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Sustainable Investing: Not a One-Size-Fits-All Strategy

May, 2019 - Sustainable investing is a multifaceted approach that recognises the importance of considering environmental, social, and governance (ESG) factors alongside financial returns. However, it is crucial to understand that sustainable investing is not a one size fits all strategy. The methods employed in sustainable investing can vary widely depending on an individual or organization's unique investment goals. For some, the emphasis may be on maximizing financial returns while incorporating ESG considerations as a risk management tool. Others may prioritize aligning their investments with their personal values and actively seek out companies and projects that have a positive impact on society and the environment. The range of approaches within sustainable investing underscores the importance of defining clear investment objectives and conducting thorough research to identify the strategies that best align with those goals.


Socially Responsible Investing (SRI)

There are typically three approaches to using sustainability investing (SI). The oldest is socially responsible investment (SRI) which incorporates ethical values into the investment process. One key aspect of SRI involves the screening out of investments in "sin" stocks, which are businesses engaged in activities that are widely considered harmful or socially detrimental. This includes sectors such as tobacco, fossil fuels, and munitions. By excluding these industries from their portfolios, SRI investors aim to align their investments with their ethical principles and avoid supporting businesses that contribute to negative social or environmental impacts. This approach reflects a growing recognition that investment decisions can have broader societal implications, and individuals or organizations practising SRI seek to promote positive change while pursuing their financial goals.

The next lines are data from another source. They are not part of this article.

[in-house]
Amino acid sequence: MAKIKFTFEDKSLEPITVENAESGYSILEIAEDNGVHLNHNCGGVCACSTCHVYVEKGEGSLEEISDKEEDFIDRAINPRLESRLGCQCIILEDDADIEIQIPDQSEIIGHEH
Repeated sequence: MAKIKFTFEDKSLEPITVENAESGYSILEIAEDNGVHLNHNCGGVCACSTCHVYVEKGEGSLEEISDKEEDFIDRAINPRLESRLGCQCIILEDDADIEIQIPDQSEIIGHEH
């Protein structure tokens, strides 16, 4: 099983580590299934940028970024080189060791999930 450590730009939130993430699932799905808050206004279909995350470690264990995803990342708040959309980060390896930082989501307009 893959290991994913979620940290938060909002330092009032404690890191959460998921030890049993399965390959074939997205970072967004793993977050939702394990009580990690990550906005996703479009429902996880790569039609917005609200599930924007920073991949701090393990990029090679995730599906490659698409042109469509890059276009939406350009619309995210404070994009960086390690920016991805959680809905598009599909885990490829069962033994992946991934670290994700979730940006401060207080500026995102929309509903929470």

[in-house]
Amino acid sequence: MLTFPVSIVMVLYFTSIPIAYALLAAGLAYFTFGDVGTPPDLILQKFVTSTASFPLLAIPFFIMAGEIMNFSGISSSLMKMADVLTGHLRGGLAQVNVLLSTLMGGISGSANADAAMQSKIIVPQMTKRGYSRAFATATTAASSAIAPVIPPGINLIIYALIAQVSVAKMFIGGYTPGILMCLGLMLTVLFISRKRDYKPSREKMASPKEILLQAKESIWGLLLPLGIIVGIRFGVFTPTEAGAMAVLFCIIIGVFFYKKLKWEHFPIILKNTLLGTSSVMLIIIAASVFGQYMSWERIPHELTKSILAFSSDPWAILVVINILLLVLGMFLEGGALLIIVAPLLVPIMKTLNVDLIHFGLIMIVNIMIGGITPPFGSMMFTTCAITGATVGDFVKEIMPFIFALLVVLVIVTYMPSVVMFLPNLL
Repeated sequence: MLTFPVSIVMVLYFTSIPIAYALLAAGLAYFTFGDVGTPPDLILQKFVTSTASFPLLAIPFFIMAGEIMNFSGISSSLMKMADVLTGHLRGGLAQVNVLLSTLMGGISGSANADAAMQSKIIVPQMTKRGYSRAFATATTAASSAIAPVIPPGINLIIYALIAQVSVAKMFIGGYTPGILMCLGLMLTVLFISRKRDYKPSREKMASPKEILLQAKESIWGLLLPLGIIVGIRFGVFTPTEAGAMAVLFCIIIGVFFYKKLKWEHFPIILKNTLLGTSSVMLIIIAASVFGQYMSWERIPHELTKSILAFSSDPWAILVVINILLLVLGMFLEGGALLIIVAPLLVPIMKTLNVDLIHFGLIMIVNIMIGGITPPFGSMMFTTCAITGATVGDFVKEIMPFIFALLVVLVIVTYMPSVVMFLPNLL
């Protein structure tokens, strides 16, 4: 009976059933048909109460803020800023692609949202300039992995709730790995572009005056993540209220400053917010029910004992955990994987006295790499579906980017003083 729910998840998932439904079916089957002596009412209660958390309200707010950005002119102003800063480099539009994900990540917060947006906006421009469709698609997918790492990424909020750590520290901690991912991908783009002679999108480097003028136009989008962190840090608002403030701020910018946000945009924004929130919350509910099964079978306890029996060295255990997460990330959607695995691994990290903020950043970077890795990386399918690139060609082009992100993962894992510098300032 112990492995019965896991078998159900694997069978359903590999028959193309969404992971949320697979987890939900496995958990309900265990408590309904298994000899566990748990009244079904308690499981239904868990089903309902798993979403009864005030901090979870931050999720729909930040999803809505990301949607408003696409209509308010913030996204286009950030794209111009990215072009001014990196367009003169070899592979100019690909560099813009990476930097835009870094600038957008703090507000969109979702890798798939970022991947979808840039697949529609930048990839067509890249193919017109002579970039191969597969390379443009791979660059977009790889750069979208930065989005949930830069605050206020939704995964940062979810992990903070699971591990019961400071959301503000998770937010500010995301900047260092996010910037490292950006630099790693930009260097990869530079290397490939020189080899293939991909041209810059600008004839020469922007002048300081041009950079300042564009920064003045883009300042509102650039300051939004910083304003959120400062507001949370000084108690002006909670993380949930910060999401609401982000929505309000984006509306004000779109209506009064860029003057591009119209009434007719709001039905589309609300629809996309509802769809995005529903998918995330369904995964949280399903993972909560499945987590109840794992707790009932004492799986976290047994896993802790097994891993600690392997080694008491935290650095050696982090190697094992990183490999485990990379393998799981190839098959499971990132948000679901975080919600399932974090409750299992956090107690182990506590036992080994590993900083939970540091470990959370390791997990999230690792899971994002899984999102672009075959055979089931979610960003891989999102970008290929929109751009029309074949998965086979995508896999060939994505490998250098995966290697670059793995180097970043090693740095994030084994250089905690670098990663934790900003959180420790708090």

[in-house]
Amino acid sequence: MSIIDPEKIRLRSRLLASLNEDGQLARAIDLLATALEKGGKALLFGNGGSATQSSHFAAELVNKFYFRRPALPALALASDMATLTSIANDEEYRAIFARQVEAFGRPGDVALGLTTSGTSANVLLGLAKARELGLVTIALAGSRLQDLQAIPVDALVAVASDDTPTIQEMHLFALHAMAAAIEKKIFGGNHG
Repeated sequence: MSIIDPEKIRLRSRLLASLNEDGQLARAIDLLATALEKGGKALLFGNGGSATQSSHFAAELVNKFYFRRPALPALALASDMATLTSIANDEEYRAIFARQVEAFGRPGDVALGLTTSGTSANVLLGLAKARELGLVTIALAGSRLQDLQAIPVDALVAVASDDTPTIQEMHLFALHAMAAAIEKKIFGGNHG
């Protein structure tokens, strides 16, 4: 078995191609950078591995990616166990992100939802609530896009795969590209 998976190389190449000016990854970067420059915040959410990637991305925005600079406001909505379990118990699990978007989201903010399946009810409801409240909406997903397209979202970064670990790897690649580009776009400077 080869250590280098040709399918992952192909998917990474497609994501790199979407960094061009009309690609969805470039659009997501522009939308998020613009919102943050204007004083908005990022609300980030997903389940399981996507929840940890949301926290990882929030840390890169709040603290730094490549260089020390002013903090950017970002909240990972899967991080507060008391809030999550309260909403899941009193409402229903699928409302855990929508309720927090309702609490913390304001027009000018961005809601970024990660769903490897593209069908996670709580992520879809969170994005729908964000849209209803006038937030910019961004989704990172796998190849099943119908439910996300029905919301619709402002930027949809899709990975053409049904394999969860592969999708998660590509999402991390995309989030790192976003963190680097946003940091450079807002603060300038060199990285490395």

Impact Investing

Impact investing is a unique investment approach that combines financial returns with the pursuit of positive social, economic, or environmental outcomes. Unlike the negative screening practice of socially responsible investment (SRI), impact investing takes a proactive approach by seeking out investments that actively contribute to the desired impact. Impact investors consider a range of themes or initiatives, such as the United Nations' Social Development Goals (SDGs), to guide their investment decisions. These themes may encompass areas like low-income housing, clean technology projects, health, education, and more. By investing in companies and projects that align with their chosen impact areas, investors aim to generate tangible and measurable benefits for society and the planet, while also striving for a competitive financial return. The focus of impact investing is on creating positive change, and through these investments, investors can play a crucial role in addressing pressing global challenges and promoting sustainable development.


ESG Integration

ESG integration is an investment approach that incorporates environmental, social, and governance factors into the investment analysis alongside traditional financial data. This recognition of non-financial data is driven by the understanding that ESG factors can have a material impact on investment performance and risk. Increasingly, institutional investors around the world are embracing ESG integration as a vital aspect of their investment strategies. According to a survey by RBC Global Asset Management, an overwhelming 90% of institutional investors in Europe, Asia, the US, and Canada believe that portfolios that integrate ESG considerations are likely to perform as well as or even better than portfolios that do not. This growing trend underscores the recognition that ESG factors provide valuable insights into a company's long-term sustainability, resilience, and potential for generating returns. By incorporating ESG integration into investment practices, institutional investors are not only seeking to align their portfolios with their ethical values, but they are also recognizing the potential for improved financial performance through a comprehensive and forward-looking investment approach.



Focus on Financial Materiality


SI is a dynamic process, sensitive to sector, market, and country-specific influences. The consideration of material ESG factors alongside a company’s fundamentals makes it possible to translate sustainability into financial performance.


The financial materiality of ESG criteria is the critical link between sustainability and driving business performance, which impacts the generation of cash flow and/or the cost of external financing (the weighted average cost of capital). When determining environmental, social, and governance risks, numerous factors can act as red flags.